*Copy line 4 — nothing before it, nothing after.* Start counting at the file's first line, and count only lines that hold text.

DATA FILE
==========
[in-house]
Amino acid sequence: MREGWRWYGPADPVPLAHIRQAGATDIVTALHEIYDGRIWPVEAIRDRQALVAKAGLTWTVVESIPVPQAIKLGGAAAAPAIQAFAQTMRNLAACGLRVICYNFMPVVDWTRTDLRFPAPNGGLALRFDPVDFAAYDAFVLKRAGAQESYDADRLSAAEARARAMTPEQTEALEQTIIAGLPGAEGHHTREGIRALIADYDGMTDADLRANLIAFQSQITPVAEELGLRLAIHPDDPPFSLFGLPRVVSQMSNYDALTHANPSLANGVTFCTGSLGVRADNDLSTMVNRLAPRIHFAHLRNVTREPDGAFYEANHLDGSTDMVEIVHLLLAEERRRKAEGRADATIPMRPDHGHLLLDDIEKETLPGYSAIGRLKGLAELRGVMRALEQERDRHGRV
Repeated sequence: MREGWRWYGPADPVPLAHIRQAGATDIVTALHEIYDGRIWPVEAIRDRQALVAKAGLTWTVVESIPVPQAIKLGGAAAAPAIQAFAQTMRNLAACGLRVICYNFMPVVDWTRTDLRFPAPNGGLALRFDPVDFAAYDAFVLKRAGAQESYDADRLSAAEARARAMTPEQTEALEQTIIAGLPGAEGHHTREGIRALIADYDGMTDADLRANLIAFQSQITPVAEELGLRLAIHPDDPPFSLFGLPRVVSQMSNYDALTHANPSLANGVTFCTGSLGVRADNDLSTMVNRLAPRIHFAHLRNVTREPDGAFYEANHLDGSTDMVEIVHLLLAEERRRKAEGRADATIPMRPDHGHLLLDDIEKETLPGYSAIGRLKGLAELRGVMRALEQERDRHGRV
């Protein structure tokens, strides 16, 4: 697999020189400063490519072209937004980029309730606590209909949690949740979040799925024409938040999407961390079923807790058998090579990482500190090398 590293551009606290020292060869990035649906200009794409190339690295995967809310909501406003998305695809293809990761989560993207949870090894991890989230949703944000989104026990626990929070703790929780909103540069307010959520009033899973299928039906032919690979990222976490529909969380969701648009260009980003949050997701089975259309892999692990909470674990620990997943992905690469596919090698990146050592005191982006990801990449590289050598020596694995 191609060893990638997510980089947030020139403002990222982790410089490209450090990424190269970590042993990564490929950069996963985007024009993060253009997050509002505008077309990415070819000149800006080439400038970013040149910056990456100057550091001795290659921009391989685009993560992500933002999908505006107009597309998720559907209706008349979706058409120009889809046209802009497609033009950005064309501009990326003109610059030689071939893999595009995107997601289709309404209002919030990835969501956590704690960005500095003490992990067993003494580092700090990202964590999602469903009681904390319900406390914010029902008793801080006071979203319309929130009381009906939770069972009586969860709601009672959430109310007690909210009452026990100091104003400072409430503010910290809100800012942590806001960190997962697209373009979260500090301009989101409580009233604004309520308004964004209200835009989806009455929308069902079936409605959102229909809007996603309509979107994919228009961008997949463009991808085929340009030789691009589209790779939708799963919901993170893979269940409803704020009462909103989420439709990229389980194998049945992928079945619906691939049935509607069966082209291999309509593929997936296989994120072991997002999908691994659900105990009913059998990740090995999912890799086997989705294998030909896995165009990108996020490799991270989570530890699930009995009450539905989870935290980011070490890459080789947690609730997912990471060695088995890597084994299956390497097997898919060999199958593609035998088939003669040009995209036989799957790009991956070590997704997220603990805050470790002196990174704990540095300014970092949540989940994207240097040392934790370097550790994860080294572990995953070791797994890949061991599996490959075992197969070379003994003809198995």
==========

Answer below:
């Protein structure tokens, strides 16, 4: 697999020189400063490519072209937004980029309730606590209909949690949740979040799925024409938040999407961390079923807790058998090579990482500190090398 590293551009606290020292060869990035649906200009794409190339690295995967809310909501406003998305695809293809990761989560993207949870090894991890989230949703944000989104026990626990929070703790929780909103540069307010959520009033899973299928039906032919690979990222976490529909969380969701648009260009980003949050997701089975259309892999692990909470674990620990997943992905690469596919090698990146050592005191982006990801990449590289050598020596694995 191609060893990638997510980089947030020139403002990222982790410089490209450090990424190269970590042993990564490929950069996963985007024009993060253009997050509002505008077309990415070819000149800006080439400038970013040149910056990456100057550091001795290659921009391989685009993560992500933002999908505006107009597309998720559907209706008349979706058409120009889809046209802009497609033009950005064309501009990326003109610059030689071939893999595009995107997601289709309404209002919030990835969501956590704690960005500095003490992990067993003494580092700090990202964590999602469903009681904390319900406390914010029902008793801080006071979203319309929130009381009906939770069972009586969860709601009672959430109310007690909210009452026990100091104003400072409430503010910290809100800012942590806001960190997962697209373009979260500090301009989101409580009233604004309520308004964004209200835009989806009455929308069902079936409605959102229909809007996603309509979107994919228009961008997949463009991808085929340009030789691009589209790779939708799963919901993170893979269940409803704020009462909103989420439709990229389980194998049945992928079945619906691939049935509607069966082209291999309509593929997936296989994120072991997002999908691994659900105990009913059998990740090995999912890799086997989705294998030909896995165009990108996020490799991270989570530890699930009995009450539905989870935290980011070490890459080789947690609730997912990471060695088995890597084994299956390497097997898919060999199958593609035998088939003669040009995209036989799957790009991956070590997704997220603990805050470790002196990174704990540095300014970092949540989940994207240097040392934790370097550790994860080294572990995953070791797994890949061991599996490959075992197969070379003994003809198995």